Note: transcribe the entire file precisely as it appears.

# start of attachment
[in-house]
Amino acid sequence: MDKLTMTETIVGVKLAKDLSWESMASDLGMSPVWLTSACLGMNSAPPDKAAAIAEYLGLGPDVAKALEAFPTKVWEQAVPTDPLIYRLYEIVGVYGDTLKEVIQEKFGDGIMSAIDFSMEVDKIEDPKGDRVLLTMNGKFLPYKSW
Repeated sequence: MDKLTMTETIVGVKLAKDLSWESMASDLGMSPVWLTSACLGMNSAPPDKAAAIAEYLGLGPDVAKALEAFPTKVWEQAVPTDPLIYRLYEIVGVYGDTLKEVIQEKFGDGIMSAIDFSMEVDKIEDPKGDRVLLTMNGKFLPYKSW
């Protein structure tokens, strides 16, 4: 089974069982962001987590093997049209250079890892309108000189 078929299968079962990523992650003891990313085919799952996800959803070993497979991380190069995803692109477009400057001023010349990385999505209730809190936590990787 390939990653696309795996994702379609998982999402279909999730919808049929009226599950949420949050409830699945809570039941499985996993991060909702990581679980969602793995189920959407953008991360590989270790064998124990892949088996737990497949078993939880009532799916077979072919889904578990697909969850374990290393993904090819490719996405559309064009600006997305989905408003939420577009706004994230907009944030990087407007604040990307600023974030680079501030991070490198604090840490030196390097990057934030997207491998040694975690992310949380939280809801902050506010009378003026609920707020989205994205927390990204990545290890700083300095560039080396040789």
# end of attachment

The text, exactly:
[in-house]
Amino acid sequence: MDKLTMTETIVGVKLAKDLSWESMASDLGMSPVWLTSACLGMNSAPPDKAAAIAEYLGLGPDVAKALEAFPTKVWEQAVPTDPLIYRLYEIVGVYGDTLKEVIQEKFGDGIMSAIDFSMEVDKIEDPKGDRVLLTMNGKFLPYKSW
Repeated sequence: MDKLTMTETIVGVKLAKDLSWESMASDLGMSPVWLTSACLGMNSAPPDKAAAIAEYLGLGPDVAKALEAFPTKVWEQAVPTDPLIYRLYEIVGVYGDTLKEVIQEKFGDGIMSAIDFSMEVDKIEDPKGDRVLLTMNGKFLPYKSW
């Protein structure tokens, strides 16, 4: 089974069982962001987590093997049209250079890892309108000189 078929299968079962990523992650003891990313085919799952996800959803070993497979991380190069995803692109477009400057001023010349990385999505209730809190936590990787 390939990653696309795996994702379609998982999402279909999730919808049929009226599950949420949050409830699945809570039941499985996993991060909702990581679980969602793995189920959407953008991360590989270790064998124990892949088996737990497949078993939880009532799916077979072919889904578990697909969850374990290393993904090819490719996405559309064009600006997305989905408003939420577009706004994230907009944030990087407007604040990307600023974030680079501030991070490198604090840490030196390097990057934030997207491998040694975690992310949380939280809801902050506010009378003026609920707020989205994205927390990204990545290890700083300095560039080396040789």